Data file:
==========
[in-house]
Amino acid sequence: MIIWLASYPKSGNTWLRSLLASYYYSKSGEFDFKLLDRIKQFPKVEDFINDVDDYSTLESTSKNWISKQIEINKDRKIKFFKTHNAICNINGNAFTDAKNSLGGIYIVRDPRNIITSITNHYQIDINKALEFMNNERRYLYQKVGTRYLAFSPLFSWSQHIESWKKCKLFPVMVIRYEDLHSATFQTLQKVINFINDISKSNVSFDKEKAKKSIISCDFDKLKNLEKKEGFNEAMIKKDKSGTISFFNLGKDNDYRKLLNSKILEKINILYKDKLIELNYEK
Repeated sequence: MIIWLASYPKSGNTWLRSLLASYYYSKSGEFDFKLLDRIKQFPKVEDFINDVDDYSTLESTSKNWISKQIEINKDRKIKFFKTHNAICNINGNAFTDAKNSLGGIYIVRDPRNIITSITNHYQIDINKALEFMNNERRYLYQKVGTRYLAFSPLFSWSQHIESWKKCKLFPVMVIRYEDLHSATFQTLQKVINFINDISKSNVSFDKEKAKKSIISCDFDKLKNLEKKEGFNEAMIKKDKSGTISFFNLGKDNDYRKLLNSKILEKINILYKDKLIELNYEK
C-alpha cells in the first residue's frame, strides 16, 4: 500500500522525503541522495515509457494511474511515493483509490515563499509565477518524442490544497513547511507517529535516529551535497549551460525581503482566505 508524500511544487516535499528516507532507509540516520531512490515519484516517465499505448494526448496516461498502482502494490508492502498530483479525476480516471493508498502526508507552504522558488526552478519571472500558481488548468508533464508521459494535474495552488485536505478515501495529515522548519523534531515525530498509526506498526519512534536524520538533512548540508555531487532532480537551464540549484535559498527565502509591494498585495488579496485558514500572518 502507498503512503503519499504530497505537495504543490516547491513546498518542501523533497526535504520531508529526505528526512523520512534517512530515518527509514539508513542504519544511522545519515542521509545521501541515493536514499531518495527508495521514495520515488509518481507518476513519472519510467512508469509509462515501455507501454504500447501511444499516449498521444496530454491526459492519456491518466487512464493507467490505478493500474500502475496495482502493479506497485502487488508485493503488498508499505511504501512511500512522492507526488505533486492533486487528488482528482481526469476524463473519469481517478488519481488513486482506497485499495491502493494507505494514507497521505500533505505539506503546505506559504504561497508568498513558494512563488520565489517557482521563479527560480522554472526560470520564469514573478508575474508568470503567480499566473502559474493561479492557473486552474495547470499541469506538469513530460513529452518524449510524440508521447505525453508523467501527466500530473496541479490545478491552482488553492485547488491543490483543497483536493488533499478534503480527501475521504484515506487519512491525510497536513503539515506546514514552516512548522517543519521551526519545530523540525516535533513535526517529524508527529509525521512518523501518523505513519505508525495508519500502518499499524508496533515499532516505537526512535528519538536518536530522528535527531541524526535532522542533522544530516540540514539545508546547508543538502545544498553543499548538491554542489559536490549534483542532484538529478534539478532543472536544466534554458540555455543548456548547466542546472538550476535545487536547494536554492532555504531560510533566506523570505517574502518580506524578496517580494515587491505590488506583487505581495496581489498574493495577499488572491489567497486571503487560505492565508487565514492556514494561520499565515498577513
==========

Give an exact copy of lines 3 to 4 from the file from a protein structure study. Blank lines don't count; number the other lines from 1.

Repeated sequence: MIIWLASYPKSGNTWLRSLLASYYYSKSGEFDFKLLDRIKQFPKVEDFINDVDDYSTLESTSKNWISKQIEINKDRKIKFFKTHNAICNINGNAFTDAKNSLGGIYIVRDPRNIITSITNHYQIDINKALEFMNNERRYLYQKVGTRYLAFSPLFSWSQHIESWKKCKLFPVMVIRYEDLHSATFQTLQKVINFINDISKSNVSFDKEKAKKSIISCDFDKLKNLEKKEGFNEAMIKKDKSGTISFFNLGKDNDYRKLLNSKILEKINILYKDKLIELNYEK
C-alpha cells in the first residue's frame, strides 16, 4: 500500500522525503541522495515509457494511474511515493483509490515563499509565477518524442490544497513547511507517529535516529551535497549551460525581503482566505 508524500511544487516535499528516507532507509540516520531512490515519484516517465499505448494526448496516461498502482502494490508492502498530483479525476480516471493508498502526508507552504522558488526552478519571472500558481488548468508533464508521459494535474495552488485536505478515501495529515522548519523534531515525530498509526506498526519512534536524520538533512548540508555531487532532480537551464540549484535559498527565502509591494498585495488579496485558514500572518 502507498503512503503519499504530497505537495504543490516547491513546498518542501523533497526535504520531508529526505528526512523520512534517512530515518527509514539508513542504519544511522545519515542521509545521501541515493536514499531518495527508495521514495520515488509518481507518476513519472519510467512508469509509462515501455507501454504500447501511444499516449498521444496530454491526459492519456491518466487512464493507467490505478493500474500502475496495482502493479506497485502487488508485493503488498508499505511504501512511500512522492507526488505533486492533486487528488482528482481526469476524463473519469481517478488519481488513486482506497485499495491502493494507505494514507497521505500533505505539506503546505506559504504561497508568498513558494512563488520565489517557482521563479527560480522554472526560470520564469514573478508575474508568470503567480499566473502559474493561479492557473486552474495547470499541469506538469513530460513529452518524449510524440508521447505525453508523467501527466500530473496541479490545478491552482488553492485547488491543490483543497483536493488533499478534503480527501475521504484515506487519512491525510497536513503539515506546514514552516512548522517543519521551526519545530523540525516535533513535526517529524508527529509525521512518523501518523505513519505508525495508519500502518499499524508496533515499532516505537526512535528519538536518536530522528535527531541524526535532522542533522544530516540540514539545508546547508543538502545544498553543499548538491554542489559536490549534483542532484538529478534539478532543472536544466534554458540555455543548456548547466542546472538550476535545487536547494536554492532555504531560510533566506523570505517574502518580506524578496517580494515587491505590488506583487505581495496581489498574493495577499488572491489567497486571503487560505492565508487565514492556514494561520499565515498577513